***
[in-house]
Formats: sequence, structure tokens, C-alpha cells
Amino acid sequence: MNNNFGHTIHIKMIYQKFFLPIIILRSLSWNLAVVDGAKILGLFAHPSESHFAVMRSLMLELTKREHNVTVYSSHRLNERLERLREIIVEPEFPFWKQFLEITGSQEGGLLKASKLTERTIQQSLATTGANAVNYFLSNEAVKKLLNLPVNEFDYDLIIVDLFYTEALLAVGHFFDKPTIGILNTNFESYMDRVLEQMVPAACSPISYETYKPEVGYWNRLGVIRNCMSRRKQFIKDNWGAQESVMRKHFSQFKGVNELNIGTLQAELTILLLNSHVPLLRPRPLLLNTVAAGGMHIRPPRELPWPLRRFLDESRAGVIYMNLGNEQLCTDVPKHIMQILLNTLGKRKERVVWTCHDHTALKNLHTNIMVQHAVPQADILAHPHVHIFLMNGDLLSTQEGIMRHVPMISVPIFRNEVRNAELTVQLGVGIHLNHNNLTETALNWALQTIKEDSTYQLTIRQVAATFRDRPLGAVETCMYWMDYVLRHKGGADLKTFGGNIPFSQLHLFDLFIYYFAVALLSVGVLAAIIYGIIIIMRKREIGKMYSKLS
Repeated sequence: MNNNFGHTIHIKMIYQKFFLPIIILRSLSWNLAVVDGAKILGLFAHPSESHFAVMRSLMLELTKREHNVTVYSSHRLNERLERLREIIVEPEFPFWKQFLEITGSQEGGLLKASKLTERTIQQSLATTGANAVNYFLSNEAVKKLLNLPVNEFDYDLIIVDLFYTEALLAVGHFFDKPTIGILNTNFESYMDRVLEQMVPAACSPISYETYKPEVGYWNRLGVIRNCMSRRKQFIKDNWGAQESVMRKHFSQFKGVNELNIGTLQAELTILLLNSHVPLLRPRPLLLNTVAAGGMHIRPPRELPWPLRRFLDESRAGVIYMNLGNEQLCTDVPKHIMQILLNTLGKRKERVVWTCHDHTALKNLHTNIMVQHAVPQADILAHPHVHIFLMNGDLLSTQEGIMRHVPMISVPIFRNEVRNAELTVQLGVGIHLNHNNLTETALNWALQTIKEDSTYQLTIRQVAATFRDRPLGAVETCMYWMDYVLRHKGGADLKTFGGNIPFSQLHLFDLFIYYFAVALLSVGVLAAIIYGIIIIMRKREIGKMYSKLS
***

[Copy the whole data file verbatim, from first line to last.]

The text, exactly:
[in-house]
Formats: sequence, structure tokens, C-alpha cells
Amino acid sequence: MNNNFGHTIHIKMIYQKFFLPIIILRSLSWNLAVVDGAKILGLFAHPSESHFAVMRSLMLELTKREHNVTVYSSHRLNERLERLREIIVEPEFPFWKQFLEITGSQEGGLLKASKLTERTIQQSLATTGANAVNYFLSNEAVKKLLNLPVNEFDYDLIIVDLFYTEALLAVGHFFDKPTIGILNTNFESYMDRVLEQMVPAACSPISYETYKPEVGYWNRLGVIRNCMSRRKQFIKDNWGAQESVMRKHFSQFKGVNELNIGTLQAELTILLLNSHVPLLRPRPLLLNTVAAGGMHIRPPRELPWPLRRFLDESRAGVIYMNLGNEQLCTDVPKHIMQILLNTLGKRKERVVWTCHDHTALKNLHTNIMVQHAVPQADILAHPHVHIFLMNGDLLSTQEGIMRHVPMISVPIFRNEVRNAELTVQLGVGIHLNHNNLTETALNWALQTIKEDSTYQLTIRQVAATFRDRPLGAVETCMYWMDYVLRHKGGADLKTFGGNIPFSQLHLFDLFIYYFAVALLSVGVLAAIIYGIIIIMRKREIGKMYSKLS
Repeated sequence: MNNNFGHTIHIKMIYQKFFLPIIILRSLSWNLAVVDGAKILGLFAHPSESHFAVMRSLMLELTKREHNVTVYSSHRLNERLERLREIIVEPEFPFWKQFLEITGSQEGGLLKASKLTERTIQQSLATTGANAVNYFLSNEAVKKLLNLPVNEFDYDLIIVDLFYTEALLAVGHFFDKPTIGILNTNFESYMDRVLEQMVPAACSPISYETYKPEVGYWNRLGVIRNCMSRRKQFIKDNWGAQESVMRKHFSQFKGVNELNIGTLQAELTILLLNSHVPLLRPRPLLLNTVAAGGMHIRPPRELPWPLRRFLDESRAGVIYMNLGNEQLCTDVPKHIMQILLNTLGKRKERVVWTCHDHTALKNLHTNIMVQHAVPQADILAHPHVHIFLMNGDLLSTQEGIMRHVPMISVPIFRNEVRNAELTVQLGVGIHLNHNNLTETALNWALQTIKEDSTYQLTIRQVAATFRDRPLGAVETCMYWMDYVLRHKGGADLKTFGGNIPFSQLHLFDLFIYYFAVALLSVGVLAAIIYGIIIIMRKREIGKMYSKLS